7. Eric Budish, 2020. "Maximize Utility subject to R≤1: A Simple Price-Theory Approach to Covid-19 Lockdown and Reopening Policy," NBER Working Papers 28093, National Bureau of Economic Research, Inc.
    8. Domenico Delli Gatti & Severin Reissl, 2020. "ABC: An Agent Based Exploration of the Macroeconomic Effects of Covid-19," CESifo Working Paper Series 8763, CESifo.

    More about this item

    Keywords

    optimal policy; pandemic crisis;

    JEL classification:

    • E1 - Macroeconomics and Monetary Economics - - General Aggregative Models
    • H0 - Public Economics - - General
    • I1 - Health, Education, and Welfare - - Health

    NEP fields

    This paper has been announced in the following NEP Reports:

    Statistics

    Access and download statistics

    Corrections

    All material on this site has been provided by the respective publishers and authors. You can help correct errors and omissions. When requesting a correction, please mention this item's handle: RePEc:cpr:ceprdp:14731. See general information about how to correct material in RePEc.

    For technical questions regarding this item, or to correct its authors, title, abstract, bibliographic or download information, contact: (). General contact details of provider: https://www.cepr.org .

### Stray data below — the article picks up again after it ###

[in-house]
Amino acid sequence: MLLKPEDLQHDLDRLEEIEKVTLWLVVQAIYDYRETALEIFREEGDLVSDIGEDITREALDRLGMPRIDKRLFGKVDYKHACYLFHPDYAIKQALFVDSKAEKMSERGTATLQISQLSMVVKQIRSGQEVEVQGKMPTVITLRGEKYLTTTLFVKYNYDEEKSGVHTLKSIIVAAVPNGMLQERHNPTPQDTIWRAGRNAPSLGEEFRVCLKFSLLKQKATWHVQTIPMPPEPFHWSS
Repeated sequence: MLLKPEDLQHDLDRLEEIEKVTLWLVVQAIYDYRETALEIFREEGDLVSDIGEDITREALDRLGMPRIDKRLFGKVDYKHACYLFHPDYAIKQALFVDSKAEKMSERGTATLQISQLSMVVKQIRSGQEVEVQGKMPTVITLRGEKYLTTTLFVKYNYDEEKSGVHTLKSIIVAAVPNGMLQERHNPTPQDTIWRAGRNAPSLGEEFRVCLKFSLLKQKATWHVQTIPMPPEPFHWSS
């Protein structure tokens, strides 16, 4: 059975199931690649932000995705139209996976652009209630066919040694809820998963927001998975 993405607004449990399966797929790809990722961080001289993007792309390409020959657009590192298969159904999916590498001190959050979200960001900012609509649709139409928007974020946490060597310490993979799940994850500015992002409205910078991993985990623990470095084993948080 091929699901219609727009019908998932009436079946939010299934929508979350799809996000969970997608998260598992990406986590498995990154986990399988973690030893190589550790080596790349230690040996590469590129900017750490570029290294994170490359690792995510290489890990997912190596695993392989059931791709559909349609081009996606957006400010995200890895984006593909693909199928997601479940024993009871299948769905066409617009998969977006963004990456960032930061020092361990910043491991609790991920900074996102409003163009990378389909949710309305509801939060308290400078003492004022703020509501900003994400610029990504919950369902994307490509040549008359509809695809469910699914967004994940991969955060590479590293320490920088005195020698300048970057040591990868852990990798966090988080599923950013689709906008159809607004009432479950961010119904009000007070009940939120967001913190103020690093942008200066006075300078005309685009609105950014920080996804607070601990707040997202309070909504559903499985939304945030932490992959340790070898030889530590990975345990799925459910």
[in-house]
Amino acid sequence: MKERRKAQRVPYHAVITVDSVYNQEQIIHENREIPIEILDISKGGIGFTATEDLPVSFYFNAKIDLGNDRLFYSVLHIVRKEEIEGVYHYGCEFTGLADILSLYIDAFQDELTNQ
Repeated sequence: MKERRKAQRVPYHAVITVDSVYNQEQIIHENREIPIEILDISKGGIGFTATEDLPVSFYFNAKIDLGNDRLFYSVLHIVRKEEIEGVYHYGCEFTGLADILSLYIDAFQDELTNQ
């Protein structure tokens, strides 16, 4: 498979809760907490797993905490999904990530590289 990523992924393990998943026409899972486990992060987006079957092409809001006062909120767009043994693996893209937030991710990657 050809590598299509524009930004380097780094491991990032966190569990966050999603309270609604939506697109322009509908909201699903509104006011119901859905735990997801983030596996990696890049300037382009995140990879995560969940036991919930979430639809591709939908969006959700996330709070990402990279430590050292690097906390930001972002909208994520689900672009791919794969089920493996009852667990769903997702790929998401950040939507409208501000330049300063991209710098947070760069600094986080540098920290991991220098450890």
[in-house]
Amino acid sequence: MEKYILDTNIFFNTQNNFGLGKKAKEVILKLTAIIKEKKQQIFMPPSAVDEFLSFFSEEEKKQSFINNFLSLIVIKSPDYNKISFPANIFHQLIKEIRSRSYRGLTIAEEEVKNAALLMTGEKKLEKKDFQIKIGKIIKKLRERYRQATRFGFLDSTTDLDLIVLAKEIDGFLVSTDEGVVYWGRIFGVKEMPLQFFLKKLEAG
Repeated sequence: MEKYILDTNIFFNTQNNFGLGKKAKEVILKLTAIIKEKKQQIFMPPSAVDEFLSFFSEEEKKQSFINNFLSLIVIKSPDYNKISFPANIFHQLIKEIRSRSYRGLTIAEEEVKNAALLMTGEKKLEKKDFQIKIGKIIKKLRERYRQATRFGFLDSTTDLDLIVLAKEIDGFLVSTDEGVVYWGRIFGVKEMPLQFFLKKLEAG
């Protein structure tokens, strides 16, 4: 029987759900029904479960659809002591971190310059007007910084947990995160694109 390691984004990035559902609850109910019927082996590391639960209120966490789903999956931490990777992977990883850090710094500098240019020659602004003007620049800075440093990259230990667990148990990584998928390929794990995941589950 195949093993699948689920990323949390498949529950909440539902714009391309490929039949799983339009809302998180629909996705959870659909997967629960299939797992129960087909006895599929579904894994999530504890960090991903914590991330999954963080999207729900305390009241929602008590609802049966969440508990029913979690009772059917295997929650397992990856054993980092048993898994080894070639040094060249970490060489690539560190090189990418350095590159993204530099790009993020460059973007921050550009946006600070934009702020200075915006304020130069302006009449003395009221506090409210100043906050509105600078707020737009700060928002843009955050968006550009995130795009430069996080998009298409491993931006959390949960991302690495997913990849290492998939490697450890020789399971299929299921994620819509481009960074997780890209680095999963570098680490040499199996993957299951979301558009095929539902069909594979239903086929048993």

If you have authored this item and are not yet registered with RePEc, we encourage you to do it here. This allows to link your profile to this item. It also allows you to accept potential citations to this item that we are uncertain about.

    If CitEc recognized a reference but did not link an item in RePEc to it, you can help with this form .

    If you know of missing items citing this one, you can help us creating those links by adding the relevant references in the same way as above, for each refering item. If you are a registered author of this item, you may also want to check the "citations" tab in your RePEc Author Service profile, as there may be some citations waiting for confirmation.

    Please note that corrections may take a couple of weeks to filter through the various RePEc services.

    IDEAS is a RePEc service hosted by the Research Division of the Federal Reserve Bank of St. Louis . RePEc uses bibliographic data supplied by the respective publishers.